Pudicizia or Pudor in Spanish denote (more or less) "modesty") - it is represented here by a stout woman - in fact, except for the captured Cupid, all figures in this panel are females. Why mature women seek to "clip the wings" of Cupid seems to be an admission that their sex-appeal has waned. Perhaps older women feel the need to extinguish the "fire" or ardor of love represented by Cupid to keep their male companions "at home". As they do so, many women may progress from modesty to "prudery". In Spanish a prude person is a "moji-gato" (miserable like a wet cat). In English, it an be said that most prudes are "all wet" and not just "behind their ear".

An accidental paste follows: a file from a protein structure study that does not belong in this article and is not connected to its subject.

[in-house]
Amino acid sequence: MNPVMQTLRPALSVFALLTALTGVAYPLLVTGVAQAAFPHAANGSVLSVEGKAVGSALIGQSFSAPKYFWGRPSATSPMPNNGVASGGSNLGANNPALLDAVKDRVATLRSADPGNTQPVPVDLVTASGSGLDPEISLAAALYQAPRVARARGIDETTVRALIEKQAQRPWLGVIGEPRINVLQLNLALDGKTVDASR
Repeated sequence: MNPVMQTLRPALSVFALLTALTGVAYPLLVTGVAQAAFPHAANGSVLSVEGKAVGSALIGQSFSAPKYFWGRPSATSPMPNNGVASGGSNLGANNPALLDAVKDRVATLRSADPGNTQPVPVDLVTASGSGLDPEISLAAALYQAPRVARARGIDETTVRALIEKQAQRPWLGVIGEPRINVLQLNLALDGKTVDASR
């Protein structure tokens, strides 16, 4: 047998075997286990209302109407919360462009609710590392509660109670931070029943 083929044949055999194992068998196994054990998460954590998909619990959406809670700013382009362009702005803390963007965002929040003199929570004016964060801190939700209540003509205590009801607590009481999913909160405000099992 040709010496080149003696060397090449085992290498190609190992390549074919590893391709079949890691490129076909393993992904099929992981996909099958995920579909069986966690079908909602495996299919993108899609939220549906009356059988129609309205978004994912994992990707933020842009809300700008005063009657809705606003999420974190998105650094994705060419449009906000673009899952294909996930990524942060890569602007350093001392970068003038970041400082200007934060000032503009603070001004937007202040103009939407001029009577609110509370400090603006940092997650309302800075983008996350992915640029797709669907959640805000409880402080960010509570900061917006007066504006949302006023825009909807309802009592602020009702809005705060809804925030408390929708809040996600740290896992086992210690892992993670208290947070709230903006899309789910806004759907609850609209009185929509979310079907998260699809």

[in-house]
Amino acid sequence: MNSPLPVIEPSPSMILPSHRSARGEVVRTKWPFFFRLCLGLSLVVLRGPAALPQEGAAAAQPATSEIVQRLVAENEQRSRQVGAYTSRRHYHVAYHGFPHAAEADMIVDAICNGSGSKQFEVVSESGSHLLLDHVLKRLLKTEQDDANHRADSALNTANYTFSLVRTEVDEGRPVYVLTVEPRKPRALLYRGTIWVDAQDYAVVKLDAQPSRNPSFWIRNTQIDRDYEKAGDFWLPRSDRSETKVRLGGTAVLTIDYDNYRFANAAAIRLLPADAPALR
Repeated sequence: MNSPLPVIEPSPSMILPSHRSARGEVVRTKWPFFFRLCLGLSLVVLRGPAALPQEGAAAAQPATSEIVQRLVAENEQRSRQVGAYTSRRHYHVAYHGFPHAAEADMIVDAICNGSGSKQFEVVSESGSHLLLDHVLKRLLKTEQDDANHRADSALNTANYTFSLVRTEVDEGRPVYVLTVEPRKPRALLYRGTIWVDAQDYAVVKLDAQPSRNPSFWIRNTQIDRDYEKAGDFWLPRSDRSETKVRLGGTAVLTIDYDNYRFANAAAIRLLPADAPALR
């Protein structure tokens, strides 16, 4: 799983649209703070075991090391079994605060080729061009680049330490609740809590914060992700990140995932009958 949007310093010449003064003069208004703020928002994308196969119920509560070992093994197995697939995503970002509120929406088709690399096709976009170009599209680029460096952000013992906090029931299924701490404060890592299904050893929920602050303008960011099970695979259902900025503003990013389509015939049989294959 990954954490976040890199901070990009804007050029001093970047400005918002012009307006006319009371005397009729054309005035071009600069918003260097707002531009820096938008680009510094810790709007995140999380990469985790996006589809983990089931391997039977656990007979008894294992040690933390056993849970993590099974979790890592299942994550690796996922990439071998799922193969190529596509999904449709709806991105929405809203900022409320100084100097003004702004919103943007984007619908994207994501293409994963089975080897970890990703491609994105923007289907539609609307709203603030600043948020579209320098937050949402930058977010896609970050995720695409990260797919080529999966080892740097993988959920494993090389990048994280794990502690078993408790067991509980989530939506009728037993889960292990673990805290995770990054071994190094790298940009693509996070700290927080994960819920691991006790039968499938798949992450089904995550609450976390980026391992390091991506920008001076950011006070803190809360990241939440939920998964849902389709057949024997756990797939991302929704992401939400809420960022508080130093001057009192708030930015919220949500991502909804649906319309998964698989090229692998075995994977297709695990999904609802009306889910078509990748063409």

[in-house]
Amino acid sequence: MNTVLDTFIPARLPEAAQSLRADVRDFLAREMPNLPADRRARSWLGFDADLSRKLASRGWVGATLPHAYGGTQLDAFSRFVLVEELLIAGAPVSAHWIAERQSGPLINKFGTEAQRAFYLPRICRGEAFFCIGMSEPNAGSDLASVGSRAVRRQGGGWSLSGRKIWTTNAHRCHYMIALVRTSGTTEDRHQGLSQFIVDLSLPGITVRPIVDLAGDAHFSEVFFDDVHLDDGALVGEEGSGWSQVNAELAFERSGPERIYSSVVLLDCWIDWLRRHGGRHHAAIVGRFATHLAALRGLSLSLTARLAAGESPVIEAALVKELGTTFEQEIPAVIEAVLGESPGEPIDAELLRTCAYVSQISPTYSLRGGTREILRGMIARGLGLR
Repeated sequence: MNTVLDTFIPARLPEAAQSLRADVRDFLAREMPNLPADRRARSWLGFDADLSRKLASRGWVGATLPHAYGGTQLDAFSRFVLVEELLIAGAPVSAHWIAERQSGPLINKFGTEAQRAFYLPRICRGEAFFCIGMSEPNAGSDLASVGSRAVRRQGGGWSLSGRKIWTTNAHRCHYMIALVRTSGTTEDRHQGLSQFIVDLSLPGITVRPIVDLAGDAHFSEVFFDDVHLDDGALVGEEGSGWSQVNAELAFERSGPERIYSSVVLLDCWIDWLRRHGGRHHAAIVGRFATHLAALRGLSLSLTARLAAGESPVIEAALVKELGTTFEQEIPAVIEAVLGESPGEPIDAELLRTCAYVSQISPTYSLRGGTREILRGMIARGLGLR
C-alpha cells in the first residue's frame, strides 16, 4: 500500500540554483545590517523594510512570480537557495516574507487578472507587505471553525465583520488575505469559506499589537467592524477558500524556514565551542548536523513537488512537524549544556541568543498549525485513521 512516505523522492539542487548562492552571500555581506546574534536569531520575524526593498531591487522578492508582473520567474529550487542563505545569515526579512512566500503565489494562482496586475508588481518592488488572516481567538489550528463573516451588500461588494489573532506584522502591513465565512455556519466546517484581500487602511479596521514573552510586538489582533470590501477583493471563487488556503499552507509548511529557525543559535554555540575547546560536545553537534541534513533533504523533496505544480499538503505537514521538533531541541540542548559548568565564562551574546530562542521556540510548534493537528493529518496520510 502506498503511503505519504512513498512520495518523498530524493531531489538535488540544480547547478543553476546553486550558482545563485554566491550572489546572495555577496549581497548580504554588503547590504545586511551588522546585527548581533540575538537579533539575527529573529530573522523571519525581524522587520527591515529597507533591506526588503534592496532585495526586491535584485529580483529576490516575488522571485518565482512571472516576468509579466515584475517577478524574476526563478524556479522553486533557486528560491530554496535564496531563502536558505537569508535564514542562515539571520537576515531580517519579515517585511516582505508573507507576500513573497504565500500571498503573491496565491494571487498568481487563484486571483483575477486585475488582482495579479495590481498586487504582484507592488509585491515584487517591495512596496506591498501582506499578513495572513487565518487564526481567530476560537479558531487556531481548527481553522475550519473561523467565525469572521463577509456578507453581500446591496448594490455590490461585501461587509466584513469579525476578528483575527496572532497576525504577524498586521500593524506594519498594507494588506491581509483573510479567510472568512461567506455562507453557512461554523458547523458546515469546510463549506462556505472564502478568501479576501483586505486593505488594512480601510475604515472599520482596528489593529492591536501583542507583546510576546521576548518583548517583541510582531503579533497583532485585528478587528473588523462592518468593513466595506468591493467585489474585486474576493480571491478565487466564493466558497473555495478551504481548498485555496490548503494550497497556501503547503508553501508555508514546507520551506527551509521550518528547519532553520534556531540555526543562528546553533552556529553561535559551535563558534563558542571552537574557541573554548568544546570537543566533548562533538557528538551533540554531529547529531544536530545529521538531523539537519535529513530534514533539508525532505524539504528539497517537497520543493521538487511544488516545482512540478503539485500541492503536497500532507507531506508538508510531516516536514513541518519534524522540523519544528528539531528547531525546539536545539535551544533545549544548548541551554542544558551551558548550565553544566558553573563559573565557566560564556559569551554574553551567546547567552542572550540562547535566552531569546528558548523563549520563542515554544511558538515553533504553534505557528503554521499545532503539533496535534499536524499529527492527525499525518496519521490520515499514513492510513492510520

Interestingly, this artists has shifted from representing youth of both sexes as in the first panel to show here only women (and a captured Cupid) - the implication is that it is prevalently women who seek to "pluck" the wings of Cupid and breaking his bow - is this because they became fear love? - or is it that their cupidity or "sex-appeal" is weakened - it seems so in the next panel.